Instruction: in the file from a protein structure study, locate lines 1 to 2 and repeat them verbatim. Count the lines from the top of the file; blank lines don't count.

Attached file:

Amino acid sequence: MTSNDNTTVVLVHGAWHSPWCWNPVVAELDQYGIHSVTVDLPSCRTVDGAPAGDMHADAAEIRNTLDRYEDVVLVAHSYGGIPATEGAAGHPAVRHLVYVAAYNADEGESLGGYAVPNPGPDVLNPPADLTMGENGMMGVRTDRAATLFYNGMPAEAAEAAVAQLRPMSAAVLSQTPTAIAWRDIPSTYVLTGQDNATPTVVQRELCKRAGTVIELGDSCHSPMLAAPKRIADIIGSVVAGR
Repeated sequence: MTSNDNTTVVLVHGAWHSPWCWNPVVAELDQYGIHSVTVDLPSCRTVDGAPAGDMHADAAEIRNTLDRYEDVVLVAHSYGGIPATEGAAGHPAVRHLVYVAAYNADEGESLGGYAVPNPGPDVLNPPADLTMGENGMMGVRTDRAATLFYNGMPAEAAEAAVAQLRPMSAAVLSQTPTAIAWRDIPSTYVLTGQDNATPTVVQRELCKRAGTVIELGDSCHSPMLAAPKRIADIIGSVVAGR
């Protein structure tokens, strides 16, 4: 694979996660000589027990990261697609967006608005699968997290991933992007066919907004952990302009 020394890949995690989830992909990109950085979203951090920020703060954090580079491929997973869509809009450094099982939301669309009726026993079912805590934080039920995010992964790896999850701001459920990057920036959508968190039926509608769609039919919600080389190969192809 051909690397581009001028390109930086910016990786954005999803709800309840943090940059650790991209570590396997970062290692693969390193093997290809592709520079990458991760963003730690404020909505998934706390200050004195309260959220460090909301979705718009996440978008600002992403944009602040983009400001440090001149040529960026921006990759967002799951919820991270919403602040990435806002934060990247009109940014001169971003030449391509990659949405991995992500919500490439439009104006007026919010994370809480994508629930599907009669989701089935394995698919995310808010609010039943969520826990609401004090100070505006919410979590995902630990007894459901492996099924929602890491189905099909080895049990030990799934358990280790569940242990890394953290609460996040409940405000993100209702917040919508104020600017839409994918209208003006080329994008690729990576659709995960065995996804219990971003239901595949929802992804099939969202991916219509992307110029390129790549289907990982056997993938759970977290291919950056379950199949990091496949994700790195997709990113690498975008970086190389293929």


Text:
Amino acid sequence: MTSNDNTTVVLVHGAWHSPWCWNPVVAELDQYGIHSVTVDLPSCRTVDGAPAGDMHADAAEIRNTLDRYEDVVLVAHSYGGIPATEGAAGHPAVRHLVYVAAYNADEGESLGGYAVPNPGPDVLNPPADLTMGENGMMGVRTDRAATLFYNGMPAEAAEAAVAQLRPMSAAVLSQTPTAIAWRDIPSTYVLTGQDNATPTVVQRELCKRAGTVIELGDSCHSPMLAAPKRIADIIGSVVAGR
Repeated sequence: MTSNDNTTVVLVHGAWHSPWCWNPVVAELDQYGIHSVTVDLPSCRTVDGAPAGDMHADAAEIRNTLDRYEDVVLVAHSYGGIPATEGAAGHPAVRHLVYVAAYNADEGESLGGYAVPNPGPDVLNPPADLTMGENGMMGVRTDRAATLFYNGMPAEAAEAAVAQLRPMSAAVLSQTPTAIAWRDIPSTYVLTGQDNATPTVVQRELCKRAGTVIELGDSCHSPMLAAPKRIADIIGSVVAGR